Despite progress in public understanding about gender dysphoria and inclusion of persons who are transgender in popular culture, discrimination against those who are transgender takes many forms and remains pervasive in many parts of society.  Some health care plans continue to retain specific, discriminatory prohibitions on coverage of the health care necessary for the treatment of gender dysphoria.  Employees who are transgender face discrimination as they transition (and after) at work.  Students who are transgender face a myriad of problems, from the inability to execute a name change on school records to the ability to use gender-appropriate pronouns, or fully access and utilize the restroom and locker room consistent with a student’s gender identity.  Persons who are transgender face harsh and discriminatory treatment from police.  

Will you work to affirm and protect transgender people from discrimination by: (1) fighting to uphold federal court decisions holding that discrimination against transgender people violates federal laws prohibiting sex discrimination; and (2) taking steps to ensure that Illinois laws, such as the Human Rights Act, are interpreted broadly to affirm and protect people who are transgender from discrimination in Illinois, including in employment, their use of educational and other public facilities, access to public and private health care, their treatment by law enforcement personnel, and in prisons, juvenile facilities, and other forms of state custody? If so, how? If not, why?




Transgender individuals, along with all other individuals have the right not to be discriminated against and I will work to affirm and protect transgender people from discrimination. Anytime an individual is not hired, or fired because they are transgender, there will be an investigation in to the hiring or firing practices of that business. Anytime a transgender individual is refused public service because they are transgender, the business engaging in unlawful discrimination will be investigated and the matter will be resolved accordingly based on the findings in the investigation.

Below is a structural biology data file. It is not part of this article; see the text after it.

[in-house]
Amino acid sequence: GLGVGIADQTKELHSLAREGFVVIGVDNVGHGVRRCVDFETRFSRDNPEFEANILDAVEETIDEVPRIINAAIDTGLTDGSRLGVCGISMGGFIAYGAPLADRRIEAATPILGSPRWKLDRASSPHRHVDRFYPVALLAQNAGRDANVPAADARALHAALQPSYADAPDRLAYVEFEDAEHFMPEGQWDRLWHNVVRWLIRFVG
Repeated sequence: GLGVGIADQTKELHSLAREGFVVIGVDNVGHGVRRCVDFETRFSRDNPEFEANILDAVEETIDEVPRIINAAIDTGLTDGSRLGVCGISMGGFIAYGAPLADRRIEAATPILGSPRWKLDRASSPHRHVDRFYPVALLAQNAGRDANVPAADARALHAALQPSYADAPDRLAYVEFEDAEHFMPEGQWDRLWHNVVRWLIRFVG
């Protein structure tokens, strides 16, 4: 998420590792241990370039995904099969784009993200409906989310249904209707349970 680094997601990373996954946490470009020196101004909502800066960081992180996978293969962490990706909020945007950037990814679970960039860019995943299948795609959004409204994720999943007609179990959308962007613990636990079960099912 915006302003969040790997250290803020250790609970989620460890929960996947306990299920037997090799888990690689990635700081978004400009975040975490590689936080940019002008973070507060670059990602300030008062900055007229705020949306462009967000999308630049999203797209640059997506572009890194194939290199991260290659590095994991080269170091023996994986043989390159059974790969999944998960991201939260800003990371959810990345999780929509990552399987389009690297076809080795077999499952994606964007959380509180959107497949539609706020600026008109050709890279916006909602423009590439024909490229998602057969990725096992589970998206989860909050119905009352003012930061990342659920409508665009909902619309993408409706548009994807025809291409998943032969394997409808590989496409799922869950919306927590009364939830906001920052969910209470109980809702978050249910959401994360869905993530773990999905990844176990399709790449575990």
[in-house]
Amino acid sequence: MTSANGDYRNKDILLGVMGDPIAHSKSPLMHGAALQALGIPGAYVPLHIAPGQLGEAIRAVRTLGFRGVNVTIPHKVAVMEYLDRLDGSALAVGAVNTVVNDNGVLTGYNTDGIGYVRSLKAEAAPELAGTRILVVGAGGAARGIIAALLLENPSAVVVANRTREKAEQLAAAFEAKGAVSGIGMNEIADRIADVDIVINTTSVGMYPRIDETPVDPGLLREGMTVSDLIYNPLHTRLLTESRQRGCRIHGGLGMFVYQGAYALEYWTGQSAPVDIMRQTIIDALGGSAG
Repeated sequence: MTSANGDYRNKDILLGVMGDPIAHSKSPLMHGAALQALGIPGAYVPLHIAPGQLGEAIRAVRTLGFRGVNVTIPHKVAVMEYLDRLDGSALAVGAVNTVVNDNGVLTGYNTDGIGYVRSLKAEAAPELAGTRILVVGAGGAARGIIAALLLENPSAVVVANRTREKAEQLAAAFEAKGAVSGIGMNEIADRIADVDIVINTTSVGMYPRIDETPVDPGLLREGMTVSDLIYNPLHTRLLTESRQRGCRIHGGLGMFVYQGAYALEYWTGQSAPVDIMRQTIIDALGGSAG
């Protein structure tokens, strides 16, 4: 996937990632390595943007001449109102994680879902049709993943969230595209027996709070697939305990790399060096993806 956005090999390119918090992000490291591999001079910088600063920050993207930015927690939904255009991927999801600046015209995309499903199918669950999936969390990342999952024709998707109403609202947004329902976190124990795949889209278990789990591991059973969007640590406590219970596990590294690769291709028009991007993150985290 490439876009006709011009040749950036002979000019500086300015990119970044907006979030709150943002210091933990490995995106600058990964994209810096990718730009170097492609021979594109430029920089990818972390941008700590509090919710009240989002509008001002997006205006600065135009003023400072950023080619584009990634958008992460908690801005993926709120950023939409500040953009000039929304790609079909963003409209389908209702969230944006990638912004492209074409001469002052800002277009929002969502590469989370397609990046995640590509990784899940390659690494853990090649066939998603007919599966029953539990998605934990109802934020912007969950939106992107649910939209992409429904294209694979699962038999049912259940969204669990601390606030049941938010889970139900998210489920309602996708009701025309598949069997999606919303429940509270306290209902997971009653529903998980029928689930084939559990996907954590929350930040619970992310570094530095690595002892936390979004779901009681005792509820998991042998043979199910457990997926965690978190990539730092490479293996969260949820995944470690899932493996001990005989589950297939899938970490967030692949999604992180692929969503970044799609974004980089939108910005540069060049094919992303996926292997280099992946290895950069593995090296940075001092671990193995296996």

Specifically addressing matter involving transgender students, these students should have the ability to execute a name change on their school records assuming their name has been legally changed or is in the process of being changed, they should have the ability to be called whatever name they wish, they should have the ability to be identified by whatever gender pronoun they choose, and they should have reasonable accommodations for restrooms.
I do not believe that middle school, or high school aged students should have the option to change clothes in a locker-room of their choosing in a public school. If for example, an individual was born male and once they entered high school they identified as a female, they should not be allowed to change in the women’s locker room. They should not be forced to change in the men’s locker room either, and schools should provide a third option for these students to have a changing location that makes them feel comfortable.
Public schools limit constitutional rights of students in order to ensure a safe learning environment to the highest amount of students as possible. It is not appropriate to allow an individual born a man that now identifies as a woman to change in the woman’s locker room so they feel comfortable while simultaneously making a majority of women in the school uncomfortable when other reasonable accommodations can be made. It would not be appropriate to allow an individual born a woman that now identifies as a man to change in the men’s locker room either for the same reasons.
In matters involving individuals in state custody, if an incarcerated individual has had a long-standing practice of identifying with a gender that is opposite of their birth gender, then they should be placed in prison that is appropriate with their pre-established gender. That being said, someone that has not identified with a gender different from their birth gender prior to their arrest, should not be able to switch genders while they are incarcerated and hypothetically allow a male to now identify as a woman and be placed in a women’s prison. There is at least one instance where a man was sent to prison for rape, once in prison he identified as a woman, was sent to a women’s prison, and then began sexually assaulting women. I do not support situations where this is likely to occur and I would not wish to see this become a growing trend. I believe the above stated scenarios would limit these instances.


I support enforcing anti-discrimination laws so that they protect those discriminated against on the basis of gender identity. My record reflects my support of transgender rights, equality and safety; for example, I supported the modernization of Illinois’ birth certificate laws in 2017. As attorney general, I will ensure that the office’s personnel practices are respectful and inclusive and that the work environment is affirming, with zero tolerance for bullying.

The federal Department of Education under Secretary DeVos has rolled back protections for transgender students, and the Trump administration has argued that federal anti-discrimination laws do not protect transgender people. I unequivocally oppose these steps backward. As attorney general, I will step up in defense of transgender Illinoisans, taking action whenever appropriate to oppose the administration’s overly narrow interpretation of federal law. I will also utilize the Illinois Human Rights Act to defend transgender rights in this state.